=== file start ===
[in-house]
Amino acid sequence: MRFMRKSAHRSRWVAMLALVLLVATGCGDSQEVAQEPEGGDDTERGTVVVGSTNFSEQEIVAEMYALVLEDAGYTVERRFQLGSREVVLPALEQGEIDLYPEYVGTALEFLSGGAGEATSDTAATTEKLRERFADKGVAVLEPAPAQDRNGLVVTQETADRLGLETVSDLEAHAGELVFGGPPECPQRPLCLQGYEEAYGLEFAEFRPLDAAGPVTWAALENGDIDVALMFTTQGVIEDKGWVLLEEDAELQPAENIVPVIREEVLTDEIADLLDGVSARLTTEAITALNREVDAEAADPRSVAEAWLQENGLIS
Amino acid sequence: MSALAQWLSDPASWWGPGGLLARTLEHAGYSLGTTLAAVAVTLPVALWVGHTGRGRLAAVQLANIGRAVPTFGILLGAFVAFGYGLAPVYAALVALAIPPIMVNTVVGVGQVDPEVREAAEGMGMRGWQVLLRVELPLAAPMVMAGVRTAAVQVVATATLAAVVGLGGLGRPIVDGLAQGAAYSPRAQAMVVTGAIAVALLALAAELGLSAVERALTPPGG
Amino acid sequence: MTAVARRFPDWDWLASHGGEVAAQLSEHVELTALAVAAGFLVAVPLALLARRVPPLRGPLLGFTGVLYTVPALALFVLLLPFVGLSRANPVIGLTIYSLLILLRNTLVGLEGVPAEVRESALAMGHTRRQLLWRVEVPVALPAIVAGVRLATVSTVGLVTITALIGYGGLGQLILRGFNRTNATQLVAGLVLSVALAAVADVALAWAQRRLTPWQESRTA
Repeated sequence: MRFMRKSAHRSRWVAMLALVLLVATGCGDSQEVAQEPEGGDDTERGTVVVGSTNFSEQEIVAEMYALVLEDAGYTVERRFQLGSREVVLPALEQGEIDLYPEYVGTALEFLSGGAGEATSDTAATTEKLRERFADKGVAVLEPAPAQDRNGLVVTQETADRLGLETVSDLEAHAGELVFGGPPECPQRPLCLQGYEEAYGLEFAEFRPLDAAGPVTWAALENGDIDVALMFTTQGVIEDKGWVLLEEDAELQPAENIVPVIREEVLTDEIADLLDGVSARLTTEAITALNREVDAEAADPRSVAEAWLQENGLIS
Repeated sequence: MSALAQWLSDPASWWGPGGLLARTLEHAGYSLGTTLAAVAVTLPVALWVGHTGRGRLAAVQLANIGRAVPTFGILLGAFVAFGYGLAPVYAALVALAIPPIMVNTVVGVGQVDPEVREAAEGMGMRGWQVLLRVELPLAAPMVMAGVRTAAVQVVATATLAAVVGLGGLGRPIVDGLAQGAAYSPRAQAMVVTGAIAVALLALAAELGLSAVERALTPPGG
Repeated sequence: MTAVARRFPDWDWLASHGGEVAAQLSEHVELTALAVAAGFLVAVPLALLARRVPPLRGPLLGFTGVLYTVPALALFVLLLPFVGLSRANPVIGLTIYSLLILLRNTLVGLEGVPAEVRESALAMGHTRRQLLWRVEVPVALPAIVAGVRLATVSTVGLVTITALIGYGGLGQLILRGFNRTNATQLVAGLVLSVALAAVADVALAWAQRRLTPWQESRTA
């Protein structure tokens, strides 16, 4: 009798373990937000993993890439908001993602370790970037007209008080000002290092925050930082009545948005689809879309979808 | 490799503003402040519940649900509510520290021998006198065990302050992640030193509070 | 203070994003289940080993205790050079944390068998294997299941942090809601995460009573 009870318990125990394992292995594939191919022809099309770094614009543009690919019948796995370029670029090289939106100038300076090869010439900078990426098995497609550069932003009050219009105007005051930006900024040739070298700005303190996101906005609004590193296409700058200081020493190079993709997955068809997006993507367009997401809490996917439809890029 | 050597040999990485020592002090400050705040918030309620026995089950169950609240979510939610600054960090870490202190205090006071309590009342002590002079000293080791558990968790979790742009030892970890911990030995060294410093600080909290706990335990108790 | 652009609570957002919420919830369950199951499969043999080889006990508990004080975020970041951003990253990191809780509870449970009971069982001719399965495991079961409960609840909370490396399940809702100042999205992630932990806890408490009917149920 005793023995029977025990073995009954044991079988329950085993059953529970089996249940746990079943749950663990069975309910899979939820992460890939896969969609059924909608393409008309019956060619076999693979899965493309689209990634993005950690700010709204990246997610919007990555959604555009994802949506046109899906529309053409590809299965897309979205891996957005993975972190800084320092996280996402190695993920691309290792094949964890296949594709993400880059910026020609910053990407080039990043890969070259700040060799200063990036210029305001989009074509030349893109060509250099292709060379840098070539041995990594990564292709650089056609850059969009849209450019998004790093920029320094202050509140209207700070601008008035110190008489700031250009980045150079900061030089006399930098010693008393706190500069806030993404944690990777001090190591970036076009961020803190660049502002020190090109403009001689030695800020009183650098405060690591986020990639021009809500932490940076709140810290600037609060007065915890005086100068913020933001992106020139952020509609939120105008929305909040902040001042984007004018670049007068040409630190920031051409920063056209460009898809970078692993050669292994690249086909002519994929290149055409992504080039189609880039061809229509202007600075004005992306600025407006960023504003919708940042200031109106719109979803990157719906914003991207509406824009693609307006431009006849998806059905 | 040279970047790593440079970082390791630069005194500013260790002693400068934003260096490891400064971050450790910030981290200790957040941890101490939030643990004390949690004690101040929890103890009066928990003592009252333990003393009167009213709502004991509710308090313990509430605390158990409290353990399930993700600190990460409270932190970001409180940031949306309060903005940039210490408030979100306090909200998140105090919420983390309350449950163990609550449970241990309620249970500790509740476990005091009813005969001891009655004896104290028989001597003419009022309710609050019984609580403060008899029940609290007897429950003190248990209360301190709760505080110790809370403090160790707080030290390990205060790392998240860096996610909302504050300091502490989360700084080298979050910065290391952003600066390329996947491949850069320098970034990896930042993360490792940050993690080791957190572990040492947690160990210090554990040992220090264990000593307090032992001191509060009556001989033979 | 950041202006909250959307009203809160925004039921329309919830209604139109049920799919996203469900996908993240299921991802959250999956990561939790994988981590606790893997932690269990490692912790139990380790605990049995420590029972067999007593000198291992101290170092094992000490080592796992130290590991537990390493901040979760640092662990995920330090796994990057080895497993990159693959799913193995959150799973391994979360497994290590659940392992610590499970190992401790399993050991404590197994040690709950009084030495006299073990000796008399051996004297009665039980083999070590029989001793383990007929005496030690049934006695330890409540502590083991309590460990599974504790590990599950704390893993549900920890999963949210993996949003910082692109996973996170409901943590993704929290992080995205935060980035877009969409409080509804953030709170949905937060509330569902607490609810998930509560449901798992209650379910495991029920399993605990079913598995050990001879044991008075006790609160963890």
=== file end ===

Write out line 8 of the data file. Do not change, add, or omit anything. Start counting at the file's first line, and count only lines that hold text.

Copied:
């Protein structure tokens, strides 16, 4: 009798373990937000993993890439908001993602370790970037007209008080000002290092925050930082009545948005689809879309979808 | 490799503003402040519940649900509510520290021998006198065990302050992640030193509070 | 203070994003289940080993205790050079944390068998294997299941942090809601995460009573 009870318990125990394992292995594939191919022809099309770094614009543009690919019948796995370029670029090289939106100038300076090869010439900078990426098995497609550069932003009050219009105007005051930006900024040739070298700005303190996101906005609004590193296409700058200081020493190079993709997955068809997006993507367009997401809490996917439809890029 | 050597040999990485020592002090400050705040918030309620026995089950169950609240979510939610600054960090870490202190205090006071309590009342002590002079000293080791558990968790979790742009030892970890911990030995060294410093600080909290706990335990108790 | 652009609570957002919420919830369950199951499969043999080889006990508990004080975020970041951003990253990191809780509870449970009971069982001719399965495991079961409960609840909370490396399940809702100042999205992630932990806890408490009917149920 005793023995029977025990073995009954044991079988329950085993059953529970089996249940746990079943749950663990069975309910899979939820992460890939896969969609059924909608393409008309019956060619076999693979899965493309689209990634993005950690700010709204990246997610919007990555959604555009994802949506046109899906529309053409590809299965897309979205891996957005993975972190800084320092996280996402190695993920691309290792094949964890296949594709993400880059910026020609910053990407080039990043890969070259700040060799200063990036210029305001989009074509030349893109060509250099292709060379840098070539041995990594990564292709650089056609850059969009849209450019998004790093920029320094202050509140209207700070601008008035110190008489700031250009980045150079900061030089006399930098010693008393706190500069806030993404944690990777001090190591970036076009961020803190660049502002020190090109403009001689030695800020009183650098405060690591986020990639021009809500932490940076709140810290600037609060007065915890005086100068913020933001992106020139952020509609939120105008929305909040902040001042984007004018670049007068040409630190920031051409920063056209460009898809970078692993050669292994690249086909002519994929290149055409992504080039189609880039061809229509202007600075004005992306600025407006960023504003919708940042200031109106719109979803990157719906914003991207509406824009693609307006431009006849998806059905 | 040279970047790593440079970082390791630069005194500013260790002693400068934003260096490891400064971050450790910030981290200790957040941890101490939030643990004390949690004690101040929890103890009066928990003592009252333990003393009167009213709502004991509710308090313990509430605390158990409290353990399930993700600190990460409270932190970001409180940031949306309060903005940039210490408030979100306090909200998140105090919420983390309350449950163990609550449970241990309620249970500790509740476990005091009813005969001891009655004896104290028989001597003419009022309710609050019984609580403060008899029940609290007897429950003190248990209360301190709760505080110790809370403090160790707080030290390990205060790392998240860096996610909302504050300091502490989360700084080298979050910065290391952003600066390329996947491949850069320098970034990896930042993360490792940050993690080791957190572990040492947690160990210090554990040992220090264990000593307090032992001191509060009556001989033979 | 950041202006909250959307009203809160925004039921329309919830209604139109049920799919996203469900996908993240299921991802959250999956990561939790994988981590606790893997932690269990490692912790139990380790605990049995420590029972067999007593000198291992101290170092094992000490080592796992130290590991537990390493901040979760640092662990995920330090796994990057080895497993990159693959799913193995959150799973391994979360497994290590659940392992610590499970190992401790399993050991404590197994040690709950009084030495006299073990000796008399051996004297009665039980083999070590029989001793383990007929005496030690049934006695330890409540502590083991309590460990599974504790590990599950704390893993549900920890999963949210993996949003910082692109996973996170409901943590993704929290992080995205935060980035877009969409409080509804953030709170949905937060509330569902607490609810998930509560449901798992209650379910495991029920399993605990079913598995050990001879044991008075006790609160963890």